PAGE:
‘You shouldn’t.’

by maddrunkgenius

 You’re going to have to speak at his funeral, you know. Under normal circumstances, you wouldn’t, but there is no one else, and besides, these aren’t normal circumstances.

You shouldn’t have smiled.

 

Your father was a good man and had been as long as you could remember. Your mother used to like telling you of the days when he was not, but you were still very young when the change had come over him and remember nothing of before.

“Do your best to love others, and you shouldn’t have any regrets.”

That’s your first memory of him, although there must be hundreds of them merged together to form it. In the memory you actually have, he was sitting in his favorite blue recliner reading the newspaper and drinking a cup of coffee before he went to work and you went to school. He had on a flannel shirt rolled up to the elbows, a pair of thick black work pants with brown boots below them, and even though his hair was still dark then, he was already rapidly balding. You stood in the hallway watching him and he looked up from his newspaper, noticing you finally. He sat his coffee aside and folded up the paper, then called you over to him. Something about him frightened you, but you obeyed. He picked you up and sat you in his lap, staring at you with his brown eyes, stern and with a gravity he couldn’t possibly expect you to understand, yet did.

“Do your best to love others, and you shouldn’t have any regrets,” he said.

You nodded, then he nodded and sat you back down.

 

Over the years his clothes differed, his hair grayed and receded, the circumstances changed—in the lap, across the table, a weekend visit, a phone call—but the words and the voice never did. When you saw them, the eyes were always the same, too, but you preferred not to.

He never judged you, though. Certainly not out loud, and you didn’t think he even did so in his thoughts. For all of your problems growing up, he cast no stones and pointed out no splinters his neighbor’s (or progeny’s) eye. But then he didn’t have to. When you stood next to him, the judgments were bound to come from others, and you would always be found wanting.

“How on earth are you his child?” their eyes would ask.

“Is that really Frank’s kid?” they would whisper.

 But not him. His eyes commanded you to love and live without regret, and that was all.

 

He always tried to live up to his words. Driving home from a football game with him, you had stopped at a Whataburger. There was a man in the parking lot begging for money to fix his car so that he could make it to the first day of work. The story was more complicated than that, but you remember knowing it was ridiculous and wondering how the man could possibly expect anyone to buy it.

“Okay,” your father said, “What time do you have to be there?”

“Six-thirty,” the man said, as stunned, no doubt, as you were.

“I have to be at work at seven. I can’t give you money to fix your car, but if you’d like, I can take you to work until you earn enough to get it taken care of.”

The man tried to ask for just a little money—five dollars, ten dollars, whatever your father could spare—but eventually agreed and worked out a plan as to where and when he would be waiting to be picked up. Then your father bought the man a burger meal and drove him to his home, the same place he was to pick up the man the next morning.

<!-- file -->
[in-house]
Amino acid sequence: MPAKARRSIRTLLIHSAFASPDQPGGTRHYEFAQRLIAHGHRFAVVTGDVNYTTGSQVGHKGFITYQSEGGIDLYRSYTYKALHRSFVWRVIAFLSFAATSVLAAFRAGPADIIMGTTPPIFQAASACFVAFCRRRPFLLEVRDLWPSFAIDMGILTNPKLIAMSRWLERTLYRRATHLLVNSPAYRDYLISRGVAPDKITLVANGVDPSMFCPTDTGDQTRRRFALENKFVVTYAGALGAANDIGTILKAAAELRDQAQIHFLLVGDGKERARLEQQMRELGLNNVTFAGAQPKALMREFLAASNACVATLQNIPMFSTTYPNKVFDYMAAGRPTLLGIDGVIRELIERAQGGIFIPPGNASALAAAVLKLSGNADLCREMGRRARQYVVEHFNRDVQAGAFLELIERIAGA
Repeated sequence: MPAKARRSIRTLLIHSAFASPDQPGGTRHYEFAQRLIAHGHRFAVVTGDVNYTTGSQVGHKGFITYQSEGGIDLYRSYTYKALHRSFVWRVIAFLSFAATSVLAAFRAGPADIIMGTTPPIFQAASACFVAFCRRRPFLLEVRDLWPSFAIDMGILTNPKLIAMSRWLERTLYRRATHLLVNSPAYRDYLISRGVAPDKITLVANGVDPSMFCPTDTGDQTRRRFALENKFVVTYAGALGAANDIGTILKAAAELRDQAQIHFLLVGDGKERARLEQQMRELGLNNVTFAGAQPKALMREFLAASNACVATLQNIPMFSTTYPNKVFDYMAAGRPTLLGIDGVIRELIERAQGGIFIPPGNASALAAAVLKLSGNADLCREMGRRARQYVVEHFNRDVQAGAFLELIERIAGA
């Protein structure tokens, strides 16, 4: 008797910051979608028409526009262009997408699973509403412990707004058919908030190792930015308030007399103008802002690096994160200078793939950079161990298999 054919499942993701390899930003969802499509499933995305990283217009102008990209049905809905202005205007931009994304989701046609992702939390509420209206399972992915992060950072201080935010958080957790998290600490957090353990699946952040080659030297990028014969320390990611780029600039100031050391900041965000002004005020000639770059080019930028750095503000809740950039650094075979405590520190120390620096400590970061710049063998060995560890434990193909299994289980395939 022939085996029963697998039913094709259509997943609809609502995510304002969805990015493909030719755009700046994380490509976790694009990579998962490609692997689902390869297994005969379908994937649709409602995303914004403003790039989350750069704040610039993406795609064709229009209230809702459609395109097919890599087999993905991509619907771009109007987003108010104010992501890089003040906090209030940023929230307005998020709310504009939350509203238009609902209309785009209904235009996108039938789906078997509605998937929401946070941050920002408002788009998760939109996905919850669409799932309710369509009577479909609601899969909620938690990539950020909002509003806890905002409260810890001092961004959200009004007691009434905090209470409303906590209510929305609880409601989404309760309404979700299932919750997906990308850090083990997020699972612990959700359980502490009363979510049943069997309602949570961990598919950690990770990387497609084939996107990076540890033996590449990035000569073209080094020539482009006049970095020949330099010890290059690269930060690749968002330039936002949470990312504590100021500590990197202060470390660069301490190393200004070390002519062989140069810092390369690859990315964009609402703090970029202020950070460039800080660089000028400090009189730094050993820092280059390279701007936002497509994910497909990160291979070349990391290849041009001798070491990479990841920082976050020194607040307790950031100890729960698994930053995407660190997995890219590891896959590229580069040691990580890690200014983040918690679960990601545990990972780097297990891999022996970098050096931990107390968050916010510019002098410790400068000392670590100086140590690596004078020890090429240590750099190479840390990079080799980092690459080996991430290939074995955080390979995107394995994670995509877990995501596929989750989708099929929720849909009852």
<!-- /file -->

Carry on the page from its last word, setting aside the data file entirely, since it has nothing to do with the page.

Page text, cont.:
He drove there the next morning at six o’clock and waited for over half an hour, but the man never came.

“He probably found another ride,” your father said when your mom asked him about it that night, “but I made it to work early so I really ought to thank him.” And he laughed.

As far as you knew, he never saw the man or spoke of the event again, but then your father was known for such things, anyway.

Everyone remembered the Sunday a crazy black guy, shaking and smelling of all things foul came into church requesting money for food. He was very skinny, but it was obvious a lack of food wasn’t his biggest problem. Out of guilt and an embarrassed desire to get the man to leave, some people started pulling out their wallets or digging through their purses, but your father got up and offered to take the man to the grocery store, an offer the man agreed to. Another man got up to go with your father, and together the three of them went to the local Walgreens.

Originally, it was just a loaf of bread, but the list quickly exploded into a shopping cart full of canned goods, frozen dishes, and hygienic products, your father footing the bill for all of it. They drove the black man back to his home across town from where he had earlier walked and helped him unload his things.

Upon return to church, the service was already over, and other fellow who’d gone with your father had told everyone gathered outside about the whole adventure.

“And I don’t know why you wasted all of that money on him, Frank,” he said at the end, “You know if he doesn’t turn around and sell it for crack money, he’ll just let it all spoil.”

“Yeah, maybe,” your father said, “But if he does, he’ll regret not eating the food later, and I still won’t regret buying it for him.”

And everyone nodded.

Later, your father had confided in your mother and you that the conditions of the man’s home had been almost unimaginable.

“The floor was just old, broken up wood with roaches running everywhere. There wasn’t a bed, he had a mattress on the floor, and the smell from the whole place was terrible. People aren’t supposed to have to live like that. Not in this country, they aren’t.”

“Maybe if he didn’t spend all of his money on drugs he’d be able to take care of himself and wouldn’t need our money,” your mother had said, very upset since things were very tight financially for them then.

“We’ve had rough times, Mary, and we may again, but never like this. ‘There but for the grace of God,’ and we’ve used up our share already.”

 

No one understood why your mother decided to leave him, why despite all of his attempts to reconcile, she wouldn’t even consider living in the same city, much less the same house, as him.

“But Mary,” her friends said, “You stayed with him all of those years when all he did was drink and could barely hold down a job, and now that he’s finally turned himself into something, you want a divorce?”

They didn’t understand, but you did. Maybe your mom loved your father the way he was when they first met. Maybe she didn’t like everything about him, but that was the man she’d fallen in love with. And maybe she liked all of those years when people asked her how she could stand living under the same roof as a worthless drunk like him and didn’t like it when clerks asked her why she was buying beer if Frank had given it up. Maybe she didn’t like the looks they gave her when they realized it was for her. Maybe she didn’t want a perfect man because she wasn’t a perfect woman and everyone expected her to be.